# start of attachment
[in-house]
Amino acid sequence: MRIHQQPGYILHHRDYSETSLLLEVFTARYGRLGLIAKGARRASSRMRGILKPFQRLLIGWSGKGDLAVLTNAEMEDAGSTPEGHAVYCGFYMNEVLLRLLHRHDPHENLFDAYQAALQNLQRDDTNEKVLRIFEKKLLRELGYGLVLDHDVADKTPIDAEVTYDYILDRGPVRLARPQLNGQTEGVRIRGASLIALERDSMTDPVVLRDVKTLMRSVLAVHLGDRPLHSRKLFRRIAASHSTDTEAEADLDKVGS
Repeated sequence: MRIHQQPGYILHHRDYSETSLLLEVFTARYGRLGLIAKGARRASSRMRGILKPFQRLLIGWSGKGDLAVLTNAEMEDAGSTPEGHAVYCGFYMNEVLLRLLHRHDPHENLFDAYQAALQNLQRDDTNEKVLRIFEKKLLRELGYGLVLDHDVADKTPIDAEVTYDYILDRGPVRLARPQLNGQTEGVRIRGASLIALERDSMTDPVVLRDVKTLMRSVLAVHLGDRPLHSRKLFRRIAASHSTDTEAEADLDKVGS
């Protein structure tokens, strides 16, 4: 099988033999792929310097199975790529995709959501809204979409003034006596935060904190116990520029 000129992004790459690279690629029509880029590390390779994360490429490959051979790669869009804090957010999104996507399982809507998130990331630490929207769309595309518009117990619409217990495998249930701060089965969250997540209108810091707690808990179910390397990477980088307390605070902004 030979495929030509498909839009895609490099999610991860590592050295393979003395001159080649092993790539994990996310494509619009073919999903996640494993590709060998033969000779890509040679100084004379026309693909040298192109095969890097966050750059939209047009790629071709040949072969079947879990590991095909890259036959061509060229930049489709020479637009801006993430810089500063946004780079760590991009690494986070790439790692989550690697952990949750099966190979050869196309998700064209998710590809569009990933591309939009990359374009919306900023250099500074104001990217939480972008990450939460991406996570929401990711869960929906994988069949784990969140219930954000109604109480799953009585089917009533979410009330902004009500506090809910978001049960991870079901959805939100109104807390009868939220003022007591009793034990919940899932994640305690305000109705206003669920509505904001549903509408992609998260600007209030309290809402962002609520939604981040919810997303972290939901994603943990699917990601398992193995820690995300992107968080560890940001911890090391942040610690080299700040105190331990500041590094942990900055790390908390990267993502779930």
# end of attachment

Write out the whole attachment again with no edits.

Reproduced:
[in-house]
Amino acid sequence: MRIHQQPGYILHHRDYSETSLLLEVFTARYGRLGLIAKGARRASSRMRGILKPFQRLLIGWSGKGDLAVLTNAEMEDAGSTPEGHAVYCGFYMNEVLLRLLHRHDPHENLFDAYQAALQNLQRDDTNEKVLRIFEKKLLRELGYGLVLDHDVADKTPIDAEVTYDYILDRGPVRLARPQLNGQTEGVRIRGASLIALERDSMTDPVVLRDVKTLMRSVLAVHLGDRPLHSRKLFRRIAASHSTDTEAEADLDKVGS
Repeated sequence: MRIHQQPGYILHHRDYSETSLLLEVFTARYGRLGLIAKGARRASSRMRGILKPFQRLLIGWSGKGDLAVLTNAEMEDAGSTPEGHAVYCGFYMNEVLLRLLHRHDPHENLFDAYQAALQNLQRDDTNEKVLRIFEKKLLRELGYGLVLDHDVADKTPIDAEVTYDYILDRGPVRLARPQLNGQTEGVRIRGASLIALERDSMTDPVVLRDVKTLMRSVLAVHLGDRPLHSRKLFRRIAASHSTDTEAEADLDKVGS
């Protein structure tokens, strides 16, 4: 099988033999792929310097199975790529995709959501809204979409003034006596935060904190116990520029 000129992004790459690279690629029509880029590390390779994360490429490959051979790669869009804090957010999104996507399982809507998130990331630490929207769309595309518009117990619409217990495998249930701060089965969250997540209108810091707690808990179910390397990477980088307390605070902004 030979495929030509498909839009895609490099999610991860590592050295393979003395001159080649092993790539994990996310494509619009073919999903996640494993590709060998033969000779890509040679100084004379026309693909040298192109095969890097966050750059939209047009790629071709040949072969079947879990590991095909890259036959061509060229930049489709020479637009801006993430810089500063946004780079760590991009690494986070790439790692989550690697952990949750099966190979050869196309998700064209998710590809569009990933591309939009990359374009919306900023250099500074104001990217939480972008990450939460991406996570929401990711869960929906994988069949784990969140219930954000109604109480799953009585089917009533979410009330902004009500506090809910978001049960991870079901959805939100109104807390009868939220003022007591009793034990919940899932994640305690305000109705206003669920509505904001549903509408992609998260600007209030309290809402962002609520939604981040919810997303972290939901994603943990699917990601398992193995820690995300992107968080560890940001911890090391942040610690080299700040105190331990500041590094942990900055790390908390990267993502779930």